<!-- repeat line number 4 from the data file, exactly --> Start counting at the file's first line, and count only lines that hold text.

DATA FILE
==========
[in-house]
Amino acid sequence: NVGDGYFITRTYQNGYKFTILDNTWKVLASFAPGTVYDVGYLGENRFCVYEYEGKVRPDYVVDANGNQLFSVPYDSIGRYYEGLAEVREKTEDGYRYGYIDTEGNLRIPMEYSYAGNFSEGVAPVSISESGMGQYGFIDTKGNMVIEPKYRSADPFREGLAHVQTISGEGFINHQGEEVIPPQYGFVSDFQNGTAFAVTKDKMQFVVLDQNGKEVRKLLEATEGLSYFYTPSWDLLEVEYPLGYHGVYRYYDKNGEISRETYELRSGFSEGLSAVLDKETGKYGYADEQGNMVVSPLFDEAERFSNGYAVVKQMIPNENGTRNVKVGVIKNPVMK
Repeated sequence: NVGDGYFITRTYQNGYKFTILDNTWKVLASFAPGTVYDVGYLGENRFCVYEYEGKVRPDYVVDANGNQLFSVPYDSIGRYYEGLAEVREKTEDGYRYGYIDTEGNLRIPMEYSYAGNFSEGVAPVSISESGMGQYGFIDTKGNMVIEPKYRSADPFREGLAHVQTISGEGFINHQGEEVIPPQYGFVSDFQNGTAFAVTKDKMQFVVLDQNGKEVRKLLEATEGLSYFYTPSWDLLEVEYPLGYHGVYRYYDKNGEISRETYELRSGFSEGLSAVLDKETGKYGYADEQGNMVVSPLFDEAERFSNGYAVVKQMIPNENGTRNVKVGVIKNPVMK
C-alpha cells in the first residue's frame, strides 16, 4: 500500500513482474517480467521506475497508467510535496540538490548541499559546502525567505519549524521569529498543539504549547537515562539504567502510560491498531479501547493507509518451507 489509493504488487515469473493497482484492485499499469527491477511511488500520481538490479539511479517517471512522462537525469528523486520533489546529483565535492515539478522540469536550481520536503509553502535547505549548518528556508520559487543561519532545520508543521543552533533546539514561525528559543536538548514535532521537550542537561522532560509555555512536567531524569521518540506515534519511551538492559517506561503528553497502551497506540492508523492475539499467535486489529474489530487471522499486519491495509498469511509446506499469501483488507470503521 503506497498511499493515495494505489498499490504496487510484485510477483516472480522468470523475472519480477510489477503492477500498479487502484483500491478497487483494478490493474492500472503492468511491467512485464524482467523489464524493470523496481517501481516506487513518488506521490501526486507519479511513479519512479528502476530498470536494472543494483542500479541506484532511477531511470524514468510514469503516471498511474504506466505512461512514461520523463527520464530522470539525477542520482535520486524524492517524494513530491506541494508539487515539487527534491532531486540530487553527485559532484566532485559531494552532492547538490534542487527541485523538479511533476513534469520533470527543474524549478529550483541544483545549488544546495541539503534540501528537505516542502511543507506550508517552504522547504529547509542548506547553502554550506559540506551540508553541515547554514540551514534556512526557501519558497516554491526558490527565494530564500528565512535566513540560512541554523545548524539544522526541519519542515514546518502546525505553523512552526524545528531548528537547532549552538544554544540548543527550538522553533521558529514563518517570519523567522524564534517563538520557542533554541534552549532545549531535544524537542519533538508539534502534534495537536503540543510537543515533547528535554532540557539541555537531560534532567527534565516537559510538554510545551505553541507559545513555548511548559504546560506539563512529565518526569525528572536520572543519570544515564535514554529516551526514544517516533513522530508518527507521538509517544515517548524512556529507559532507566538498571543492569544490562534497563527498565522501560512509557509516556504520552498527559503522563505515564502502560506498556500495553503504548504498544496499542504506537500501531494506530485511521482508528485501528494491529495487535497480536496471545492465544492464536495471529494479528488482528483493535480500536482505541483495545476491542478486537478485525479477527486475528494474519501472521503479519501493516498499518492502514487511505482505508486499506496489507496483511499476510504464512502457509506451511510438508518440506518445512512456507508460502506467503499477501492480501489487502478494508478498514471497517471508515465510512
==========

C-alpha cells in the first residue's frame, strides 16, 4: 500500500513482474517480467521506475497508467510535496540538490548541499559546502525567505519549524521569529498543539504549547537515562539504567502510560491498531479501547493507509518451507 489509493504488487515469473493497482484492485499499469527491477511511488500520481538490479539511479517517471512522462537525469528523486520533489546529483565535492515539478522540469536550481520536503509553502535547505549548518528556508520559487543561519532545520508543521543552533533546539514561525528559543536538548514535532521537550542537561522532560509555555512536567531524569521518540506515534519511551538492559517506561503528553497502551497506540492508523492475539499467535486489529474489530487471522499486519491495509498469511509446506499469501483488507470503521 503506497498511499493515495494505489498499490504496487510484485510477483516472480522468470523475472519480477510489477503492477500498479487502484483500491478497487483494478490493474492500472503492468511491467512485464524482467523489464524493470523496481517501481516506487513518488506521490501526486507519479511513479519512479528502476530498470536494472543494483542500479541506484532511477531511470524514468510514469503516471498511474504506466505512461512514461520523463527520464530522470539525477542520482535520486524524492517524494513530491506541494508539487515539487527534491532531486540530487553527485559532484566532485559531494552532492547538490534542487527541485523538479511533476513534469520533470527543474524549478529550483541544483545549488544546495541539503534540501528537505516542502511543507506550508517552504522547504529547509542548506547553502554550506559540506551540508553541515547554514540551514534556512526557501519558497516554491526558490527565494530564500528565512535566513540560512541554523545548524539544522526541519519542515514546518502546525505553523512552526524545528531548528537547532549552538544554544540548543527550538522553533521558529514563518517570519523567522524564534517563538520557542533554541534552549532545549531535544524537542519533538508539534502534534495537536503540543510537543515533547528535554532540557539541555537531560534532567527534565516537559510538554510545551505553541507559545513555548511548559504546560506539563512529565518526569525528572536520572543519570544515564535514554529516551526514544517516533513522530508518527507521538509517544515517548524512556529507559532507566538498571543492569544490562534497563527498565522501560512509557509516556504520552498527559503522563505515564502502560506498556500495553503504548504498544496499542504506537500501531494506530485511521482508528485501528494491529495487535497480536496471545492465544492464536495471529494479528488482528483493535480500536482505541483495545476491542478486537478485525479477527486475528494474519501472521503479519501493516498499518492502514487511505482505508486499506496489507496483511499476510504464512502457509506451511510438508518440506518445512512456507508460502506467503499477501492480501489487502478494508478498514471497517471508515465510512